On his death, on 11th May 1610, he was uniquely accorded a burial site in Beijing by the Emperor – which, according to Laven was “an extraordinary coup, which testified to the success of nearly 30 years of careful networking and diplomacy.”

His legacy included astronomical instruments and installations brought by Jesuits to Beijing, which – like his tomb – remained untouched even during China’s disastrous Cultural Revolution.

An even more enduring memory has been Ricci’s admirable willingness to find ways through difficult situations and his innate respect for Chinese culture and civilisation – something to inspire both the Church and the Chinese authorities. Chinese leaders should study the story of Matteo Ricci but they should also study compelling research that shows that those societies that respect religious freedom are the most prosperous and the most stable.

China is a great country with much to offer the world – but it needs to think more deeply about the self- inflicted damage it is doing by trying to eliminate religious freedom and by suppressing Christianity. A country built only on materialism will become a country without a soul – and that, in turn, would be an unhappy society lacking in harmony or respect – values every society needs.

Alienating millions of religious believers, rather than harnessing them in Ricci’s spirit of friendship, is both wrong-headed and short-sighted.

The Christian Heritage Centre at Stonyhurst will be playing its part in telling the story of China’s persecuted Christians and in ensuring that they are not forgotten.

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A world of treasures from the Holy Sepulchre to Paraguay

Friday 4th August 2017

The CHC @ The Catholic Universe

A world of treasures from the Holy Sepulchre to Paraguay

Jan Graffus
An old photograph of the Garden of Gethsemane just outside the city walls of Jerusalem

Stonyhurst College houses an impressive array of artefacts from all over the world, collected by Jesuit missionaries and former pupils, for the purpose of education, edification and the prompting of discussion about the universality of the search for God in the heart of mankind. 

These objects and many others like them will shortly be displayed in a new museum, set in the refurbished Old Chapel, a space which has been a chapel a museum, a library, a common room and is now to combine elements of all of these past incarnations.

An important area of the museum will focus on the global nature of the college’s collections, reflecting the fact that past and present pupils have come from all over the world to study at Stonyhurst. These artefacts tell important stories which have deep resonance for our own times. This article will examine three representative examples from the Old and New Worlds.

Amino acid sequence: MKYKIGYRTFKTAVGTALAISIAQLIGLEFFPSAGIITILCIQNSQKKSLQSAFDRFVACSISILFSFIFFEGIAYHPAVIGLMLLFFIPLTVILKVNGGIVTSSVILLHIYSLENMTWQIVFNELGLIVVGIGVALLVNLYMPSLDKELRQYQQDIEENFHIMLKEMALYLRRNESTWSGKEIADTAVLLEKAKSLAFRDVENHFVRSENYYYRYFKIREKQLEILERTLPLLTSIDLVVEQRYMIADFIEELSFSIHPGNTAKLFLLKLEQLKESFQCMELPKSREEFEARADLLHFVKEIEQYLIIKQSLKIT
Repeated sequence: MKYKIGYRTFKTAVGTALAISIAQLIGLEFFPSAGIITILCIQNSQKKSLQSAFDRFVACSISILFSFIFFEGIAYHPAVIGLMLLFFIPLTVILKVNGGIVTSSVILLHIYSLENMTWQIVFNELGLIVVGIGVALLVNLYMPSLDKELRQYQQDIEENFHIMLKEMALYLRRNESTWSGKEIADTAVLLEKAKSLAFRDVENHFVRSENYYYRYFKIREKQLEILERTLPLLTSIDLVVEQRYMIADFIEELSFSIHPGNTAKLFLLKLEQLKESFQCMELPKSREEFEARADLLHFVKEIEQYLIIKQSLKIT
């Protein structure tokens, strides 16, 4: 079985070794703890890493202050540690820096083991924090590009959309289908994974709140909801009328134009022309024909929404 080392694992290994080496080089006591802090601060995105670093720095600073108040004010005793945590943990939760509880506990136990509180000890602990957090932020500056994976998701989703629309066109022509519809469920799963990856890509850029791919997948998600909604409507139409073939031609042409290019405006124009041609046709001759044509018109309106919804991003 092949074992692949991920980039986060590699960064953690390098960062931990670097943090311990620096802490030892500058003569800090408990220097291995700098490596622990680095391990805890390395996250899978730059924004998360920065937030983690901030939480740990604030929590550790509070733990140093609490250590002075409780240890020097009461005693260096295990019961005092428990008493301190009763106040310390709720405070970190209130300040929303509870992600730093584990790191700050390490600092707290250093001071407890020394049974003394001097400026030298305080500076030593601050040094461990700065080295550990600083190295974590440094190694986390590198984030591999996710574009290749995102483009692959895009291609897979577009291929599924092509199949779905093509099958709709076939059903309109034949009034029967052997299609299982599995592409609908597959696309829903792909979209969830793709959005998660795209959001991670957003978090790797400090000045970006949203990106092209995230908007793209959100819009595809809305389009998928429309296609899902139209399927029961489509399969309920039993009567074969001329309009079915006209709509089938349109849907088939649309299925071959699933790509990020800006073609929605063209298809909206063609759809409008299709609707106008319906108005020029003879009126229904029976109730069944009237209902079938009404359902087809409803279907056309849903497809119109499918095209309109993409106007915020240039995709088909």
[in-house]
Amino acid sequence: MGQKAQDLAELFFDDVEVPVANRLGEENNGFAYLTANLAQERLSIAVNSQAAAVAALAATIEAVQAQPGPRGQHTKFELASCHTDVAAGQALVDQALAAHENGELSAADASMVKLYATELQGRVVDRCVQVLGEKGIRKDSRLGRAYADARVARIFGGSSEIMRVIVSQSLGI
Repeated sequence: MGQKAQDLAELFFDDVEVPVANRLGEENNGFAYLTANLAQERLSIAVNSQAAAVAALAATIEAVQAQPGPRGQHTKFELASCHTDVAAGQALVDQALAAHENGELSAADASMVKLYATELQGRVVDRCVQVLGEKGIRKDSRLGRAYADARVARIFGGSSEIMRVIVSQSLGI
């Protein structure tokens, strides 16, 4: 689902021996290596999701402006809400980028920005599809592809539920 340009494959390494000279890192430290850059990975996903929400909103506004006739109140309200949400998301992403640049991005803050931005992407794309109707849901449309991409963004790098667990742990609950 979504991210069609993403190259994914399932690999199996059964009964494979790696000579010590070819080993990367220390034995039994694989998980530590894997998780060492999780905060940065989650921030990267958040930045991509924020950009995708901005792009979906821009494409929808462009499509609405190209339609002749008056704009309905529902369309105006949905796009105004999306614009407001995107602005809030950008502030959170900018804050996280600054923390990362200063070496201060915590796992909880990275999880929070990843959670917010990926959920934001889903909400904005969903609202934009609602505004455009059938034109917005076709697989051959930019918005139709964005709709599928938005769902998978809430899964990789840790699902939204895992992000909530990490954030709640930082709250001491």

A simple brass mission bell from the Jesuit Reductions in Brazil, which dates from the early to mid 18th century, has a fascinating story. The Jesuit missions or reductions, as they were known, located in Paraguay, Argentina, Uruguay and Brazil, were unique in missionary history.

South America was colonised by Spain and Portugal in the early 16th century, and, from 1609 onwards, the Jesuits set up missions for the indigenous Tupí and Guaraní peoples. In return for the promise of tributes, the people were to be exempt from the usual policy of encomienda, or forced labour, that prevailed in the rest of Spanish and Portuguese South America. The Jesuits also protected them from the slave traders of the region.

The reductions were run on lines that were based on the early Christian communities described in the Acts of the Apostles. The inhabitants worked communal land, and the produce of their labours was shared out equally – food and dress was the same for all.

The model of the Holy Sepulchre

Free schools and hospitals were established in every community, and the Guaraní were reputed to be a completely literate society. They were skilled craftsmen and made intricate clocks and famously excellent musical instruments. Their working day was six hours long, as opposed to 12 or 14 hours elsewhere in South America, and the remainder was given over to music, dance and worship.

By the mid-18th century there were about 300,000 Indian Catholics in South America living on some 30 missions. In 1759 the Portuguese government, which had long regarded the Jesuits’ work as an attack on their authority, passed a decree expelling them from their territories. In 1767 the Spanish crown followed suit. The Guaraní abandoned their havens and retreated to the rain forests in the years following the expulsion of the Jesuits. Today all that is left of 150 years of a remarkable social and evangelical experiment are ruins. The 1986 Roland Joffé film, The Mission, tells the story of the Jesuit expulsion and the futile war of protest fought by the Guaraní. The film is set in the mission of São Miguel das Missões, which may be the original home of this Mass bell. In 1894, the then provincial superior of the German Jesuits presented the bell to Stonyhurst. 

A wood and mother-of-pearl model of the Church of the Holy Sepulchre, was created in 1760 by an Italian family of artisans, part of the souvenirs on offer to the thousands of Christian pilgrims who flocked to the Holy Land.

The Church of the Holy Sepulchre in Jerusalem is built over the most sacred site for Christians – the rock of Calvary where Jesus was crucified. It also encompasses the tomb in which he was laid – the Holy Sepulchre.

This is the place where St Helena, the mother of the 4th century Roman emperor, Constantine, was reputed to have discovered the cross to which Christ was nailed. After the failed Jewish revolt against Roman occupation in the year 70 AD, much of Jerusalem was destroyed and the site of the Crucifixion was hidden below a Temple dedicated to Venus. In 325 Constantine, newly converted to Christianity, started to build a huge basilica, encompassing the Rock of Calvary, the site of the Tomb of Christ, and the place where his own mother, Helena, had found the cross.